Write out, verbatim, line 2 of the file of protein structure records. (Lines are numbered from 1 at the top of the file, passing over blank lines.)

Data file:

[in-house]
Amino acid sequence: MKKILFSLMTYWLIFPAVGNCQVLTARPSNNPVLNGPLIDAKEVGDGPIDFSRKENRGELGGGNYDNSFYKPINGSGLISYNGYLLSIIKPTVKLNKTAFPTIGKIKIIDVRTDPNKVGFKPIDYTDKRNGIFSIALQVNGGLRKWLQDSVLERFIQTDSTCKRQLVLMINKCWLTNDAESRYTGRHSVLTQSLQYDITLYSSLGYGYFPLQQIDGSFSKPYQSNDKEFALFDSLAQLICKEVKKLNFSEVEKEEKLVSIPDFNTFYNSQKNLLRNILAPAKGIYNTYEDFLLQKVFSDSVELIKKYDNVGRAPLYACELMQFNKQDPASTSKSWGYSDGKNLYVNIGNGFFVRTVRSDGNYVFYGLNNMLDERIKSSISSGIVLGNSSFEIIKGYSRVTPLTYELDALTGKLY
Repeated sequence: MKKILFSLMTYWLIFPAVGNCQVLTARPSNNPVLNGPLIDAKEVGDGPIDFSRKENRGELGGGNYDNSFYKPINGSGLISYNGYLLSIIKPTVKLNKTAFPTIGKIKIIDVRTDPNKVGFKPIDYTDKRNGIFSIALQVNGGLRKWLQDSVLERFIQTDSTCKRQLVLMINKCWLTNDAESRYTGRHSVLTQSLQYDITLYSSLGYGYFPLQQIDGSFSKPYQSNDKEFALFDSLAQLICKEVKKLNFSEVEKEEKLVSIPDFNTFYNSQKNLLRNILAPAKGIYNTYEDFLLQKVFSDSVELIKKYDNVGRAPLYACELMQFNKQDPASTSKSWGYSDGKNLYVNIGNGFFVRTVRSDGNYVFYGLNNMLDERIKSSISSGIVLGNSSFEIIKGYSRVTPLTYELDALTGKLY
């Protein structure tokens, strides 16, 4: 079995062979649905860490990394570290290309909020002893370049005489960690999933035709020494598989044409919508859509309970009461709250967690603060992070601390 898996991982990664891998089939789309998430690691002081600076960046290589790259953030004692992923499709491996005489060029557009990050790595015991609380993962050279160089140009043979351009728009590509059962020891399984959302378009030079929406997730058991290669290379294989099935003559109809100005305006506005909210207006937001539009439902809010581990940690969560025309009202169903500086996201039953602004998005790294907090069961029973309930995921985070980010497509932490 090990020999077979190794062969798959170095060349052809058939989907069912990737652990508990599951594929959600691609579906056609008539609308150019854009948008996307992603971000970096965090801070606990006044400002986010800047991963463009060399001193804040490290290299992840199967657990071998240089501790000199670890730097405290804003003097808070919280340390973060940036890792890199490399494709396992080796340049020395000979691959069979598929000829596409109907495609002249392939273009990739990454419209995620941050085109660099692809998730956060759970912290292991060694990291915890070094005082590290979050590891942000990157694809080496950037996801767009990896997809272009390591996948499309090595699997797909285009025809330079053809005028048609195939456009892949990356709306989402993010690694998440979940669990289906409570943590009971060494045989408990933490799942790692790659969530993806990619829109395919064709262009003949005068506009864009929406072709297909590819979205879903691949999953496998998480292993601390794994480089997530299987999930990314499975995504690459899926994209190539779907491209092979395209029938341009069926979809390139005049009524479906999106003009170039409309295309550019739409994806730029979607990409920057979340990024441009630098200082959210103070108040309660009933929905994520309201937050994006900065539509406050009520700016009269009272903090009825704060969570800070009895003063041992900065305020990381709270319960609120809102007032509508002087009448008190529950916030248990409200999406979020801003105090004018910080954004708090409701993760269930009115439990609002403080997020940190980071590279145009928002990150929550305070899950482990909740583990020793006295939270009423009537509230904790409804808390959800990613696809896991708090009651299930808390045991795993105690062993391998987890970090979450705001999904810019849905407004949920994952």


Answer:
Amino acid sequence: MKKILFSLMTYWLIFPAVGNCQVLTARPSNNPVLNGPLIDAKEVGDGPIDFSRKENRGELGGGNYDNSFYKPINGSGLISYNGYLLSIIKPTVKLNKTAFPTIGKIKIIDVRTDPNKVGFKPIDYTDKRNGIFSIALQVNGGLRKWLQDSVLERFIQTDSTCKRQLVLMINKCWLTNDAESRYTGRHSVLTQSLQYDITLYSSLGYGYFPLQQIDGSFSKPYQSNDKEFALFDSLAQLICKEVKKLNFSEVEKEEKLVSIPDFNTFYNSQKNLLRNILAPAKGIYNTYEDFLLQKVFSDSVELIKKYDNVGRAPLYACELMQFNKQDPASTSKSWGYSDGKNLYVNIGNGFFVRTVRSDGNYVFYGLNNMLDERIKSSISSGIVLGNSSFEIIKGYSRVTPLTYELDALTGKLY